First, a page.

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Active intestinal calcium transport in the absence of transient receptor potential vanilloid type 6 and calbindin-D9k
- Active intestinal calcium transport in the absence of transient receptor potential vanilloid type 6 and calbindin-D9k
- Benn B.S.; Ajibade D.; Porta A.; Dhawan P.; Hediger M.; Peng J.-B.; Jiang Y.; Goo T.O.; Jeung E.-B.; Lieben L.; Bouillon R.; Carmeliet G.; Christakos S.
- Ewha Authors
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- vol. 149, no. 6, pp. 3196 - 3205
- SCI; SCIE; SCOPUS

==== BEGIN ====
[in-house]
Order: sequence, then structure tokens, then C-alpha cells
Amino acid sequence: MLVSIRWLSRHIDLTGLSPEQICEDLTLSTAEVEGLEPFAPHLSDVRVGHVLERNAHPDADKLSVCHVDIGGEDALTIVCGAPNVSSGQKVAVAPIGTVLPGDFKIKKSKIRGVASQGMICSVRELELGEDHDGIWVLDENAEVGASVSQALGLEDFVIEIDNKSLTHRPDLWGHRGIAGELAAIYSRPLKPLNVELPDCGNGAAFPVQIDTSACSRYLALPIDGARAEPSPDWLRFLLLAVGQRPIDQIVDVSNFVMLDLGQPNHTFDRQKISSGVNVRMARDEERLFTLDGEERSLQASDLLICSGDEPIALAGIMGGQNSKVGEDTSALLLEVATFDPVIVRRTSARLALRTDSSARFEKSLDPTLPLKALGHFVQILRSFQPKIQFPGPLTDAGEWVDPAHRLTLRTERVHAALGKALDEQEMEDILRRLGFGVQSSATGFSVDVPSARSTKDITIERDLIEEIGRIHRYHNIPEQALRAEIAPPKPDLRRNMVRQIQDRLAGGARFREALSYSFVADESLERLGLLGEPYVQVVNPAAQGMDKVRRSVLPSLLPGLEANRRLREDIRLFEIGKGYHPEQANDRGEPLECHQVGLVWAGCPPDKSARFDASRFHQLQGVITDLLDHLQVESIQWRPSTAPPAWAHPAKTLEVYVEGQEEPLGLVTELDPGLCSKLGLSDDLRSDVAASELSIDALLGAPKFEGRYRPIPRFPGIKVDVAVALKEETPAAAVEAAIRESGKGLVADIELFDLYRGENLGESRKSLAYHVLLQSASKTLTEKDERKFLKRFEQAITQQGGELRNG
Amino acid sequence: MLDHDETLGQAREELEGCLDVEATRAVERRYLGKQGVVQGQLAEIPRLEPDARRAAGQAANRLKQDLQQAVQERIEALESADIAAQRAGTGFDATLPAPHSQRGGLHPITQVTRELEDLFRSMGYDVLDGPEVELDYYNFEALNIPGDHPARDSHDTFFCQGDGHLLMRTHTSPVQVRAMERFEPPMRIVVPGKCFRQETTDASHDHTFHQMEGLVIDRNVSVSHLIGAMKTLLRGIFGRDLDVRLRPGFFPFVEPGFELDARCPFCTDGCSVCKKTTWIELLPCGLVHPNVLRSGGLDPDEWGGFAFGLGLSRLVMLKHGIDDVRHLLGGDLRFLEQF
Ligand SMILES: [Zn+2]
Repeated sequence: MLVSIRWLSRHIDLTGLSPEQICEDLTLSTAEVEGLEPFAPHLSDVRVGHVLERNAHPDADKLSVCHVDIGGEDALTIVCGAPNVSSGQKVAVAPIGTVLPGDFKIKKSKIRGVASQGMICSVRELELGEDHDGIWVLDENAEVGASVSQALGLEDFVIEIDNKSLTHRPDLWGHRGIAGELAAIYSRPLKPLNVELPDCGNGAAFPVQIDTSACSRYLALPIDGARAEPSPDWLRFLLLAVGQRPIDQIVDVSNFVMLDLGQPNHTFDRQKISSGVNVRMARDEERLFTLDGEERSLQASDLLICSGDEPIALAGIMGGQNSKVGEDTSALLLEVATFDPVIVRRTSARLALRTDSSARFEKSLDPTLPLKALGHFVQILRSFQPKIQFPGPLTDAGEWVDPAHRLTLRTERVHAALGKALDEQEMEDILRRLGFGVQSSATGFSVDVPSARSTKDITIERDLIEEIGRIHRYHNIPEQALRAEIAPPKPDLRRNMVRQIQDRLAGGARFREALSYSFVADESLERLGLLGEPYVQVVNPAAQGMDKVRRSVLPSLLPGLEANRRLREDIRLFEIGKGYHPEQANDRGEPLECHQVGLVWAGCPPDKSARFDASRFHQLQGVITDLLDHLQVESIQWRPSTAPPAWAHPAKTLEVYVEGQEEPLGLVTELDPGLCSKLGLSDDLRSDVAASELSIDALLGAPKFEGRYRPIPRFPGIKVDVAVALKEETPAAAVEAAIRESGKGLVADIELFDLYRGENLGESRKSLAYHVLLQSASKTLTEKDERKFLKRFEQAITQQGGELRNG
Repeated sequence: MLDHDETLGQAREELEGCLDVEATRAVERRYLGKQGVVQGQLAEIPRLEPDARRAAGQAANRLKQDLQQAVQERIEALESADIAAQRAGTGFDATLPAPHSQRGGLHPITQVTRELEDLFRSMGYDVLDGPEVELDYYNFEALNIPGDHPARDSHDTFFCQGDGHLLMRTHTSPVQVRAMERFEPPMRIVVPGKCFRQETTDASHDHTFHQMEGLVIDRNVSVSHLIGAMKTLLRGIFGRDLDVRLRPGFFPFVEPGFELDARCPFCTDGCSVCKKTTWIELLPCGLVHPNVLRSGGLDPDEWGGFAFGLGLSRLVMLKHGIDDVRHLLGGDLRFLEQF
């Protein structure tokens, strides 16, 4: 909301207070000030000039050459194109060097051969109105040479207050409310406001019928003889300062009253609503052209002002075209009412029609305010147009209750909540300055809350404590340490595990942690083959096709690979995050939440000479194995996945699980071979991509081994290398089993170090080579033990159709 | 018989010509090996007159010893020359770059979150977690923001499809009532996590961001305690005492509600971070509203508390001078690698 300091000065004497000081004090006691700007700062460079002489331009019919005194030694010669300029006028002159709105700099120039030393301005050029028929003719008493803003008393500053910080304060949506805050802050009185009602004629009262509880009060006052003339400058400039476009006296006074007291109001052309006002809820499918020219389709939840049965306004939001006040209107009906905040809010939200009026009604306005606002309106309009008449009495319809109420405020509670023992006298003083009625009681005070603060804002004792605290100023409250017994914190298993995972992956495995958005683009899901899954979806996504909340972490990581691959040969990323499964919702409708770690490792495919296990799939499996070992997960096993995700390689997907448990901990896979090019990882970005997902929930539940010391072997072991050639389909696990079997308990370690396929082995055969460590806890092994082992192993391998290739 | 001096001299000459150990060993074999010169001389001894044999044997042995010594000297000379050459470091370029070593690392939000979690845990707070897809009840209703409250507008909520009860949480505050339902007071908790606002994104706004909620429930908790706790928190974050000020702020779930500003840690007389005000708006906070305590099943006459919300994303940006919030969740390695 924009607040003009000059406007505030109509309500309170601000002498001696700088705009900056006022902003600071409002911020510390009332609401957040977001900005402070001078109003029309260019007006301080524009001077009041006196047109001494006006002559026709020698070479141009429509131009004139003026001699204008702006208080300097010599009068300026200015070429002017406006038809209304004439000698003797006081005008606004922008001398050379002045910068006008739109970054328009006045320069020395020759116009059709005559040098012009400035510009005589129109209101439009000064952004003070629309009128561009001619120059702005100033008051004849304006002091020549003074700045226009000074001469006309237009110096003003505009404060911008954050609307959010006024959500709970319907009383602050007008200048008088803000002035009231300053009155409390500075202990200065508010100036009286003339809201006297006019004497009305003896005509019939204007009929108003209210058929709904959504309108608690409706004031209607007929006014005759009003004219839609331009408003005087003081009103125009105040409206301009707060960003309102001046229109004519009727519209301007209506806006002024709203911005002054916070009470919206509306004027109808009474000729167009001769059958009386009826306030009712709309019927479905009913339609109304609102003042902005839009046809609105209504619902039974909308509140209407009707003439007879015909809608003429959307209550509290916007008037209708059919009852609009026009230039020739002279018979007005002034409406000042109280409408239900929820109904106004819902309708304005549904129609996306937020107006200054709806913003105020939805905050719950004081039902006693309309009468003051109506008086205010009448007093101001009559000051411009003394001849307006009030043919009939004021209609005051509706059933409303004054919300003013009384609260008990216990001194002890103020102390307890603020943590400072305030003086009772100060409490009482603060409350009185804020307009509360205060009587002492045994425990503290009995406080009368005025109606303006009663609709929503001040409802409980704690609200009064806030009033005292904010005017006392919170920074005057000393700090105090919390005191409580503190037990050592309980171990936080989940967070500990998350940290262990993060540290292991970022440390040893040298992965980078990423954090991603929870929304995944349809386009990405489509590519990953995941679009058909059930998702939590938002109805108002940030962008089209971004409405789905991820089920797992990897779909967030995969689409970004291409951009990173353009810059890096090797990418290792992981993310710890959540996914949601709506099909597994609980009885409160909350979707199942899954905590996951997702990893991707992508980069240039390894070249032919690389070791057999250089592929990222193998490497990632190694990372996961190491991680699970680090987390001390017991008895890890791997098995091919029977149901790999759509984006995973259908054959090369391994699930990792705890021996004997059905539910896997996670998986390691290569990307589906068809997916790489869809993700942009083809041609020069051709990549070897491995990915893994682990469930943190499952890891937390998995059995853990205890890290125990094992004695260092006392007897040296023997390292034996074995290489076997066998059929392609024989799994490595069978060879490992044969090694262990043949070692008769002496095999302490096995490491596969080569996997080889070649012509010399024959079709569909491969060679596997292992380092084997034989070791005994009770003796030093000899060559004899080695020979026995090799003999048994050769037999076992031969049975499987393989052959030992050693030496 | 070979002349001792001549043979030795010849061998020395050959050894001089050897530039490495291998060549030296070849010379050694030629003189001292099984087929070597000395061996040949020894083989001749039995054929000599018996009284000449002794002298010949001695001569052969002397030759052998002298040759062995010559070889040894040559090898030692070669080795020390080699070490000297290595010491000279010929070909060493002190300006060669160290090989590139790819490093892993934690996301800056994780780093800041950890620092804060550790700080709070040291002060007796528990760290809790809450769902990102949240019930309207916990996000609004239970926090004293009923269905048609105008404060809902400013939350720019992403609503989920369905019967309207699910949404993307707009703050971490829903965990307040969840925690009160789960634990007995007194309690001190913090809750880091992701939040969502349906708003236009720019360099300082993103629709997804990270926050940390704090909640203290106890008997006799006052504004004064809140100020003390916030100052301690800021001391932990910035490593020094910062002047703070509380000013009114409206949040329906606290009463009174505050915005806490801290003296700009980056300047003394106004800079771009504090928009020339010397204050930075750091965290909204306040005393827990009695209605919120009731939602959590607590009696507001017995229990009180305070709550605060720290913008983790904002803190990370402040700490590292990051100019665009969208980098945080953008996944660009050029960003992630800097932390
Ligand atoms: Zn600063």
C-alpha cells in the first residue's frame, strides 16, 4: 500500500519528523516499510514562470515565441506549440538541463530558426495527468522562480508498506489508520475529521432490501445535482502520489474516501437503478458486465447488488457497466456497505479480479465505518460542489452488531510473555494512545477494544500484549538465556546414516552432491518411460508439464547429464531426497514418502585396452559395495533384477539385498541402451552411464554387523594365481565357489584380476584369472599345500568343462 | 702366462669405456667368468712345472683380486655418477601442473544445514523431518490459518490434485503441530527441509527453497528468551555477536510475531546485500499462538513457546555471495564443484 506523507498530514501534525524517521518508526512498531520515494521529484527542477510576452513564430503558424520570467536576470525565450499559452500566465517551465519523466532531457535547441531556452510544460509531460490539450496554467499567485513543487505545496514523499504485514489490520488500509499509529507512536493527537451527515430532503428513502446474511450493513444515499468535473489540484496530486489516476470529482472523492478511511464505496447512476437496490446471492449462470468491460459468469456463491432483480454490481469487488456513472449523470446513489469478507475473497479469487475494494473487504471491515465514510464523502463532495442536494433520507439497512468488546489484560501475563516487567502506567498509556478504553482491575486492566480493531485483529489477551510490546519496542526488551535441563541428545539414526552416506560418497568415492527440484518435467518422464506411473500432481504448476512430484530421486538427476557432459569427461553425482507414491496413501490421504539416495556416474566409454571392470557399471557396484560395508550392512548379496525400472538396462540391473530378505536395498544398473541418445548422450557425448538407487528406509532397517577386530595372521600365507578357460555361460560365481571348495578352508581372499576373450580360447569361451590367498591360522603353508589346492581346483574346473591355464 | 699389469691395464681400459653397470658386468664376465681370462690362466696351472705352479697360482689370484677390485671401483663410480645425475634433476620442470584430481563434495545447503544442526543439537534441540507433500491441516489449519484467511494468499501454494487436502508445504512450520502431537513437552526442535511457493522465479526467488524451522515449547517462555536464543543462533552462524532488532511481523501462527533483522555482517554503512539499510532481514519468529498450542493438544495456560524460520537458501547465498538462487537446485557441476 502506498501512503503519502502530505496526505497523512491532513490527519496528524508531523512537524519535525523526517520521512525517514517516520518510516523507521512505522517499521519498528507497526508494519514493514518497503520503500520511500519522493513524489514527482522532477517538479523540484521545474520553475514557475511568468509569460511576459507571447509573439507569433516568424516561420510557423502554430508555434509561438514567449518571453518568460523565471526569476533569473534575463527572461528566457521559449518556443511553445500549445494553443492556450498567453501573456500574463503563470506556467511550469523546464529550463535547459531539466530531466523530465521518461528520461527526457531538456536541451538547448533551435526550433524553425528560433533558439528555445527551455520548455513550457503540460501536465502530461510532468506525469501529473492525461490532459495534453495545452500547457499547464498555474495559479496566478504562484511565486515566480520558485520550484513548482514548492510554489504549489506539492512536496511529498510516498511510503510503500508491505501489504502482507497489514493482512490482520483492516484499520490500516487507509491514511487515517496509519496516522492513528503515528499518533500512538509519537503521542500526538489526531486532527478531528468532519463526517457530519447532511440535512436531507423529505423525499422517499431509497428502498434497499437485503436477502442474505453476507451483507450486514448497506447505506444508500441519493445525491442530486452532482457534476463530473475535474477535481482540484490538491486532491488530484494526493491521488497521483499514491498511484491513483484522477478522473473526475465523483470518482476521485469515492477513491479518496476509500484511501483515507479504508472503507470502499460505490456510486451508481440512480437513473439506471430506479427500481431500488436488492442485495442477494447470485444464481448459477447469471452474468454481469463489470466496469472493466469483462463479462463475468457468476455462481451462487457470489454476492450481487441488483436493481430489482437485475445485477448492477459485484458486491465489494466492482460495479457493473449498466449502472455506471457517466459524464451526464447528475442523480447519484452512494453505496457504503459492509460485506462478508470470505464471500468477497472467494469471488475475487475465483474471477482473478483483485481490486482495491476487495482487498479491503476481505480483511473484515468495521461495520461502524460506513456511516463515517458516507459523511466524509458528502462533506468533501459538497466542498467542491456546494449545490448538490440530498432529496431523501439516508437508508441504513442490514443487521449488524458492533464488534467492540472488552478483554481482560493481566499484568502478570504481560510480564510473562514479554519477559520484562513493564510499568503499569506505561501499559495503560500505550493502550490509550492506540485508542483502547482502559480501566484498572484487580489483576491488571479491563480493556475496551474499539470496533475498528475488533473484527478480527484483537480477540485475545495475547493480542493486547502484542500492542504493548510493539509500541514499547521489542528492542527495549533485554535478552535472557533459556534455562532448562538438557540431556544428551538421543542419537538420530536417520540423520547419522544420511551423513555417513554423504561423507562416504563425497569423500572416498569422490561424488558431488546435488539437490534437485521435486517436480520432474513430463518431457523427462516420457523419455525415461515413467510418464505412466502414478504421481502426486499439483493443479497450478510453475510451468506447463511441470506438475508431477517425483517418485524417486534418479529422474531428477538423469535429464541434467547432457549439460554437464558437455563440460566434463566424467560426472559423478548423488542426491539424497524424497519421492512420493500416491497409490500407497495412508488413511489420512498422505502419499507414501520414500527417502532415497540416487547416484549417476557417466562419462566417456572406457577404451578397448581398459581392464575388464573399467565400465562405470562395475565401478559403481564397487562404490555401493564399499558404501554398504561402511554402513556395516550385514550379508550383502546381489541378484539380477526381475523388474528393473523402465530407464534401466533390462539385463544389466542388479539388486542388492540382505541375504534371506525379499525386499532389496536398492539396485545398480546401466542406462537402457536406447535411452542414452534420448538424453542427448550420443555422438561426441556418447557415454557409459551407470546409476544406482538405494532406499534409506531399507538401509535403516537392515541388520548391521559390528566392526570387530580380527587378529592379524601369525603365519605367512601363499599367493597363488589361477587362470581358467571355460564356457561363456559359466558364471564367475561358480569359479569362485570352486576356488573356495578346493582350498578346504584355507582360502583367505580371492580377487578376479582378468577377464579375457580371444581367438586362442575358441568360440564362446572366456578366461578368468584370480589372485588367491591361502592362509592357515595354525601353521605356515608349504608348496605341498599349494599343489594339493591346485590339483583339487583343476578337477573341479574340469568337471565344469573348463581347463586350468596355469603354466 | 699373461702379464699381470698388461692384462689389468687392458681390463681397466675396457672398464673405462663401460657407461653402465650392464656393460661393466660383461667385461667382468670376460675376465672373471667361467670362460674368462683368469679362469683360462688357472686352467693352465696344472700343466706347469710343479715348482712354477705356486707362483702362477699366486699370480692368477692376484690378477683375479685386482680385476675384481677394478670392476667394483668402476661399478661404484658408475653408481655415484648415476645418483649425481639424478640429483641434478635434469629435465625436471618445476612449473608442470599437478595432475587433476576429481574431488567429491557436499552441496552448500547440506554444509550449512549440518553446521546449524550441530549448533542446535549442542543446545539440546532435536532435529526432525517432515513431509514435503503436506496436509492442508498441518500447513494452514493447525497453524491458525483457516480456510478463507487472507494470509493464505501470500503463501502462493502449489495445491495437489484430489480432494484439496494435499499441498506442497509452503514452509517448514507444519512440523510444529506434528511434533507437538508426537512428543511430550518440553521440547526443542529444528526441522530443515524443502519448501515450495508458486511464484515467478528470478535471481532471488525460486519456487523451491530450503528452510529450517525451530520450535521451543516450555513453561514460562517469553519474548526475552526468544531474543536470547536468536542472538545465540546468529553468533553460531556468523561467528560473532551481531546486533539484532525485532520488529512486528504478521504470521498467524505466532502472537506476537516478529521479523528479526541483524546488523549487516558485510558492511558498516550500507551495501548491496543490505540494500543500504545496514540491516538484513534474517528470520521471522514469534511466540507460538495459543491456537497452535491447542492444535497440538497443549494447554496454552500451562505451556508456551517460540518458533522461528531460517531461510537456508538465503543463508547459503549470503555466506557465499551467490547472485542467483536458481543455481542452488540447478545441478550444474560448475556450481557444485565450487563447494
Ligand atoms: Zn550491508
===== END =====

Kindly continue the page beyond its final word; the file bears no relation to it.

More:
- To study the role of the epithelial calcium channel transient receptor potential vanilloid type 6 (TRPV6) and the calcium-binding protein calbindin-D9k in intestinal calcium absorption, TRPV6 knockout (KO), calbindin-D9k KO, and TRPV6/calbindin-D9k double-KO (DKO) mice were generated. TRPV6 KO, calbindin-D9k KO, and TRPV6/calbindin-D9k DKO mice have serum calcium levels similar to those of wild-type (WT) mice (∼10 mg Ca2+/dl). In the TRPV6 KO and the DKO mice, however, there is a 1.8-fold increase in serum PTH levels (P < 0.05 compared with WT). Active intestinal calcium transport was measured using the everted gut sac method. Under low dietary calcium conditions there was a 4.1-, 2.9-, and 3.9-fold increase in calcium transport in the duodenum of WT, TRPV6 KO, and calbindin-D9k KO mice, respectively (n = 8-22 per group; P > 0.1, WT vs. calbindin-D9k KO, and P < 0.05, WT vs. TRPV6 KO on the low-calcium diet). Duodenal calcium transport was increased 2.1-fold in the TRPV6/calbindin-D9k DKO mice fed the low-calcium diet (P < 0.05, WT vs. DKO). Active calcium transport was not stimulated by low dietary calcium in the ileum of the WT or KO mice. 1,25-Dihydroxyvitamin D 3 administration to vitamin D-deficient null mutant and WT mice also resulted in a significant increase in duodenal calcium transport (1.4- to 2.0-fold, P < 0.05 compared with vitamin D-deficient mice). This study provides evidence for the first time using null mutant mice that significant active intestinal calcium transport occurs in the absence of TRPV6 and calbindin-D9k, thus challenging the dogma that TRPV6 and calbindin-D9k are essential for vitamin D-induced active intestinal calcium transport. Copyright © 2008 by The Endocrine Society.
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